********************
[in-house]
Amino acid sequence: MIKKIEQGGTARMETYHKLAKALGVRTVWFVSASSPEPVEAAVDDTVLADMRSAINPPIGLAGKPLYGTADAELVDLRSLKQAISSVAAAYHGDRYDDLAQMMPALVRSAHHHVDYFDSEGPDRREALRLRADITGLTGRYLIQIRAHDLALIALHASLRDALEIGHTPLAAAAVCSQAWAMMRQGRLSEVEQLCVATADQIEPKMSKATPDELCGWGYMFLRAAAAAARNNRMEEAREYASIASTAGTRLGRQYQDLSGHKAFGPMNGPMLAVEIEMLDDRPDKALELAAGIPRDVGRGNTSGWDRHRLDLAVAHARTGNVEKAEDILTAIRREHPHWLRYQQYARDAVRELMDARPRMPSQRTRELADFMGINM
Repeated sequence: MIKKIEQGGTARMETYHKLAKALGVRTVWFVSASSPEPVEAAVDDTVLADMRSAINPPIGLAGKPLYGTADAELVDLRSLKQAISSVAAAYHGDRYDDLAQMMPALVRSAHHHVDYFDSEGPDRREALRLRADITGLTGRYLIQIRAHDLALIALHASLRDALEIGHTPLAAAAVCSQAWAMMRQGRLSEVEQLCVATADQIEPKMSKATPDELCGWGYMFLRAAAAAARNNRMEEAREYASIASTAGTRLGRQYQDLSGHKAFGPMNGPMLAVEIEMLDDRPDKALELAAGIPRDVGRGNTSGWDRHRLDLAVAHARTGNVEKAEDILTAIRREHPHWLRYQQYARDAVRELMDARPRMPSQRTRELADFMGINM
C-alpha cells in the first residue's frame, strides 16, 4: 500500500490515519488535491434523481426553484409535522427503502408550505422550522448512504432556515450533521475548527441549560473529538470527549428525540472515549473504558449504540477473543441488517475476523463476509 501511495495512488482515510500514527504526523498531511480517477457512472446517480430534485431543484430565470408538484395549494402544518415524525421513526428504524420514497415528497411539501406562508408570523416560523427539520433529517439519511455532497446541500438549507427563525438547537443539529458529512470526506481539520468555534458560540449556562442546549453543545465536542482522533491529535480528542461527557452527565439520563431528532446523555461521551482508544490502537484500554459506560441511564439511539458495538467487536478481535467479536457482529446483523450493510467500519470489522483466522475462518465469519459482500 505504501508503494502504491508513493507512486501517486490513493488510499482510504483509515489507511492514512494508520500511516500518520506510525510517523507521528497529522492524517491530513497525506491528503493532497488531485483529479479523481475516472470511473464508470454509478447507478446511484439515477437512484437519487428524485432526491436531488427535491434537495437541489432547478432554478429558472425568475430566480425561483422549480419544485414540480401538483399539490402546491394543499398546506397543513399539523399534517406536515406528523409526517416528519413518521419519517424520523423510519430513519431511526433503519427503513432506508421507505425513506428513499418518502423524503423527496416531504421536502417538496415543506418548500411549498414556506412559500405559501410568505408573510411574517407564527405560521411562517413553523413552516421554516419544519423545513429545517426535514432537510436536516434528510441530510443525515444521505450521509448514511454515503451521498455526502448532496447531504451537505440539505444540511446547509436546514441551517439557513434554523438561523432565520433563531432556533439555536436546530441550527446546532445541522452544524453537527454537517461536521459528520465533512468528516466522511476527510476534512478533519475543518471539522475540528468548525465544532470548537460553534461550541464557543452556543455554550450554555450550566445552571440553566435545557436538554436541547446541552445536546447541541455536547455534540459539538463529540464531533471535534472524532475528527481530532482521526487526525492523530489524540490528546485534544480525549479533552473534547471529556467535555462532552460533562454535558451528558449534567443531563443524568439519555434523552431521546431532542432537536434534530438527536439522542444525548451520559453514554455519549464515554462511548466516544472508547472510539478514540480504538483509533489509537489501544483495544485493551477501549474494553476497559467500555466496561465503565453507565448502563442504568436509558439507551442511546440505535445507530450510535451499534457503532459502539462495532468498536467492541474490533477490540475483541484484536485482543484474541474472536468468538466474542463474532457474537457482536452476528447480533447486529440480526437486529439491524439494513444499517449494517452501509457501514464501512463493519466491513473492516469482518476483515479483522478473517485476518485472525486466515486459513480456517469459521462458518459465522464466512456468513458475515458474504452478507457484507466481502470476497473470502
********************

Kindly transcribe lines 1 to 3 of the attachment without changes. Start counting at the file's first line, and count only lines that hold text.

[in-house]
Amino acid sequence: MIKKIEQGGTARMETYHKLAKALGVRTVWFVSASSPEPVEAAVDDTVLADMRSAINPPIGLAGKPLYGTADAELVDLRSLKQAISSVAAAYHGDRYDDLAQMMPALVRSAHHHVDYFDSEGPDRREALRLRADITGLTGRYLIQIRAHDLALIALHASLRDALEIGHTPLAAAAVCSQAWAMMRQGRLSEVEQLCVATADQIEPKMSKATPDELCGWGYMFLRAAAAAARNNRMEEAREYASIASTAGTRLGRQYQDLSGHKAFGPMNGPMLAVEIEMLDDRPDKALELAAGIPRDVGRGNTSGWDRHRLDLAVAHARTGNVEKAEDILTAIRREHPHWLRYQQYARDAVRELMDARPRMPSQRTRELADFMGINM
Repeated sequence: MIKKIEQGGTARMETYHKLAKALGVRTVWFVSASSPEPVEAAVDDTVLADMRSAINPPIGLAGKPLYGTADAELVDLRSLKQAISSVAAAYHGDRYDDLAQMMPALVRSAHHHVDYFDSEGPDRREALRLRADITGLTGRYLIQIRAHDLALIALHASLRDALEIGHTPLAAAAVCSQAWAMMRQGRLSEVEQLCVATADQIEPKMSKATPDELCGWGYMFLRAAAAAARNNRMEEAREYASIASTAGTRLGRQYQDLSGHKAFGPMNGPMLAVEIEMLDDRPDKALELAAGIPRDVGRGNTSGWDRHRLDLAVAHARTGNVEKAEDILTAIRREHPHWLRYQQYARDAVRELMDARPRMPSQRTRELADFMGINM